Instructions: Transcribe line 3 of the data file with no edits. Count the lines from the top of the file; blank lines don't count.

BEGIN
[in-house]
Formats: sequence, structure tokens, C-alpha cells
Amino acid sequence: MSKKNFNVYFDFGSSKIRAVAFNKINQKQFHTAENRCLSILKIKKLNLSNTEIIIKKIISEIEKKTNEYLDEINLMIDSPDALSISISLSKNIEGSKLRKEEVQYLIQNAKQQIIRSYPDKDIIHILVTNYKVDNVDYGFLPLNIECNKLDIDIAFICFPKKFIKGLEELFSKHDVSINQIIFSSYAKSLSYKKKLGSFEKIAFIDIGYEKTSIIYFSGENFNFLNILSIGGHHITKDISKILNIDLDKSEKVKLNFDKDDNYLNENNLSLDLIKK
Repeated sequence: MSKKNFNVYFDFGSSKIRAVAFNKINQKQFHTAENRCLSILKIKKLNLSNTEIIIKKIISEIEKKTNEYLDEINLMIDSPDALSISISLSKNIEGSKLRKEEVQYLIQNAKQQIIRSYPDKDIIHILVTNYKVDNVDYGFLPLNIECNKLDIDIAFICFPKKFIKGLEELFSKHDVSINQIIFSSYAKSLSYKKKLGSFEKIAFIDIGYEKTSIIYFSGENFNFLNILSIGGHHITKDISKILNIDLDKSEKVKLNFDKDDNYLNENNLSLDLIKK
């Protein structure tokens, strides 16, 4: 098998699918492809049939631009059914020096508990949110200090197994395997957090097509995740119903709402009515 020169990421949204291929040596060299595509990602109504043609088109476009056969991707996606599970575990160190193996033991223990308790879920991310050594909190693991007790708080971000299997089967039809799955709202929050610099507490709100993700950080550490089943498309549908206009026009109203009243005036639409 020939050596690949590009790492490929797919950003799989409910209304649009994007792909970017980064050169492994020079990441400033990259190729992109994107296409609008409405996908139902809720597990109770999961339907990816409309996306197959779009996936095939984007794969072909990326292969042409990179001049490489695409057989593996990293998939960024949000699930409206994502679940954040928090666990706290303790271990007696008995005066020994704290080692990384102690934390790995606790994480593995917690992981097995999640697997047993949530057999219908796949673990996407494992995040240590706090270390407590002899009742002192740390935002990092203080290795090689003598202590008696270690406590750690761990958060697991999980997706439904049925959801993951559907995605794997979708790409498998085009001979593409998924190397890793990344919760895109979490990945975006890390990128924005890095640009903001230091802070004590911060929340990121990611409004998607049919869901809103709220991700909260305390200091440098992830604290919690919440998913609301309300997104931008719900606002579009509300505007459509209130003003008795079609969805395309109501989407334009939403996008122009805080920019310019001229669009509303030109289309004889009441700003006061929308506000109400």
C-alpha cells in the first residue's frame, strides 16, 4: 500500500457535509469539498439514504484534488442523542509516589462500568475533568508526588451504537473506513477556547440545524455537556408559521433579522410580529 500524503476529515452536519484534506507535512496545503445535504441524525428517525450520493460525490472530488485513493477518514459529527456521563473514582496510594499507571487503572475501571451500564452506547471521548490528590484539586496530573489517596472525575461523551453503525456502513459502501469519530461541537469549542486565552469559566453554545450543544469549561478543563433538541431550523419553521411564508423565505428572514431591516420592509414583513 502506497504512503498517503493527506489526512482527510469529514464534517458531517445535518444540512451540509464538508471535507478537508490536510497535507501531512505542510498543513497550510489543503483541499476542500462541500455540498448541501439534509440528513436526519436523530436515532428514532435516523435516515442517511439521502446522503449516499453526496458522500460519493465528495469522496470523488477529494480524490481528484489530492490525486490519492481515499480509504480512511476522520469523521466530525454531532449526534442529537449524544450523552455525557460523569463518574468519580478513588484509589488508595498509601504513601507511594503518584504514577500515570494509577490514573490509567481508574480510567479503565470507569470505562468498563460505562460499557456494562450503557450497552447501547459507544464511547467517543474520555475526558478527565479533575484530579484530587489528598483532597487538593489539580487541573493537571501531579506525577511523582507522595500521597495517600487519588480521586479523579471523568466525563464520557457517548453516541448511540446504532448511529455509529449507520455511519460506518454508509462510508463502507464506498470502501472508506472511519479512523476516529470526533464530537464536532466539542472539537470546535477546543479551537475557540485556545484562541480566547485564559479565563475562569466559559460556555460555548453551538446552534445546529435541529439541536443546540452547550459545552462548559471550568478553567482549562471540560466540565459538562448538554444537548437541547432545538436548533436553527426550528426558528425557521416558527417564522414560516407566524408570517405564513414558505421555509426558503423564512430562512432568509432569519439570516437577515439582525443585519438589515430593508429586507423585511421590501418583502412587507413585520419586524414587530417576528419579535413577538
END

Amino acid sequence: MSKKNFNVYFDFGSSKIRAVAFNKINQKQFHTAENRCLSILKIKKLNLSNTEIIIKKIISEIEKKTNEYLDEINLMIDSPDALSISISLSKNIEGSKLRKEEVQYLIQNAKQQIIRSYPDKDIIHILVTNYKVDNVDYGFLPLNIECNKLDIDIAFICFPKKFIKGLEELFSKHDVSINQIIFSSYAKSLSYKKKLGSFEKIAFIDIGYEKTSIIYFSGENFNFLNILSIGGHHITKDISKILNIDLDKSEKVKLNFDKDDNYLNENNLSLDLIKK